T cells fail to develop in the human skin-cell explants system; an inconvenient truth

Bob Meek, Catharina H. M. J. Van Elssen, Mirelle J. A. J. Huijskens, Sjoukje J. C. van der Stegen, Siebe Tonnaer, Stijn B. J. Lumeij, Joris Vanderlocht, Mark A. Kirkland, Reinout Hesselink, Wilfred T. V. Germeraad*, Gerard M. J. Bos

*Corresponding author for this work

Research output: Contribution to journalArticleAcademicpeer-review

9 Citations (Web of Science)

Abstract

Background: Haplo-identical hematopoietic stem cell (HSC) transplantation is very successful in eradicating haematological tumours, but the long post-transplant T-lymphopenic phase is responsible for high morbidity and mortality rates. Clark et al. have described a skin-explant system capable of producing host-tolerant donor-HSC derived T-cells. Because this T-cell production platform has the potential to replenish the T-cell levels following transplantation, we set out to validate the skin-explant system. Results: Following the published procedures, while using the same commercial components, it was impossible to reproduce the skin-explant conditions required for HSC differentiation towards mature T-cells. The keratinocyte maturation procedure resulted in fragile cells with minimum expression of delta-like ligand (DLL). In most experiments the generated cells failed to adhere to carriers or were quickly outcompeted by fibroblasts. Consequently it was not possible to reproduce cell-culture conditions required for HSC differentiation into functional T-cells. Using cell-lines over-expressing DLL, we showed that the antibodies used by Clark et al. were unable to detect native DLL, but instead stained 7AAD(+) cells. Therefore, it is unlikely that the observed T-lineage commitment from HSC is mediated by DLL expressed on keratinocytes. In addition, we did confirm expression of the Notch-ligand Jagged-1 by keratinocytes. Conclusions: Currently, and unfortunately, it remains difficult to explain the development or growth of T-cells described by Clark et al., but for the fate of patients suffering from lymphopenia it is essential to both reproduce and understand how these co-cultures really "work". Fortunately, alternative procedures to speed-up T-cell reconstitution are being established and validated and may become available for patients in the near future.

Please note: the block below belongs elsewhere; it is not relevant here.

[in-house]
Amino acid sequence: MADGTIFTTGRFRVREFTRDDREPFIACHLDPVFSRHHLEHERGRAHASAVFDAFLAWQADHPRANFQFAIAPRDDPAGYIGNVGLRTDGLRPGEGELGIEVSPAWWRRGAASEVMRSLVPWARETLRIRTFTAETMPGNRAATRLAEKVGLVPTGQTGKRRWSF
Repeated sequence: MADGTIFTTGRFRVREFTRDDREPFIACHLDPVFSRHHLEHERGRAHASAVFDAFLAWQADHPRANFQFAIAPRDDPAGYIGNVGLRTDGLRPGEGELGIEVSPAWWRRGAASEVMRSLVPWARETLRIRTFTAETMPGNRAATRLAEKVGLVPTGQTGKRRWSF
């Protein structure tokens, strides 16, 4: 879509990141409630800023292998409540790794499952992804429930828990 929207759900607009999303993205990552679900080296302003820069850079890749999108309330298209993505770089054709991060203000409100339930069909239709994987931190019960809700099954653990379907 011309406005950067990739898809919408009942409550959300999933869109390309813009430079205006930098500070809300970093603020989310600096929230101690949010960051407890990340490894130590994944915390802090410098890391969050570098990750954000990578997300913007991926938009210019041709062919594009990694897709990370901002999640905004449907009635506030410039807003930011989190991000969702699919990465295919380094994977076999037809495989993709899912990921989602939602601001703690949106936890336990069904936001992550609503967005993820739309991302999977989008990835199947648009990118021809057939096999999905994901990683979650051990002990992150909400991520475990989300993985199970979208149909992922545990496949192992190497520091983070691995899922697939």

Original languageEnglish
Pages (from-to)13
JournalBMC IMMUNOLOGY
Volume12
DOIs
Publication statusPublished - 18 Feb 2011

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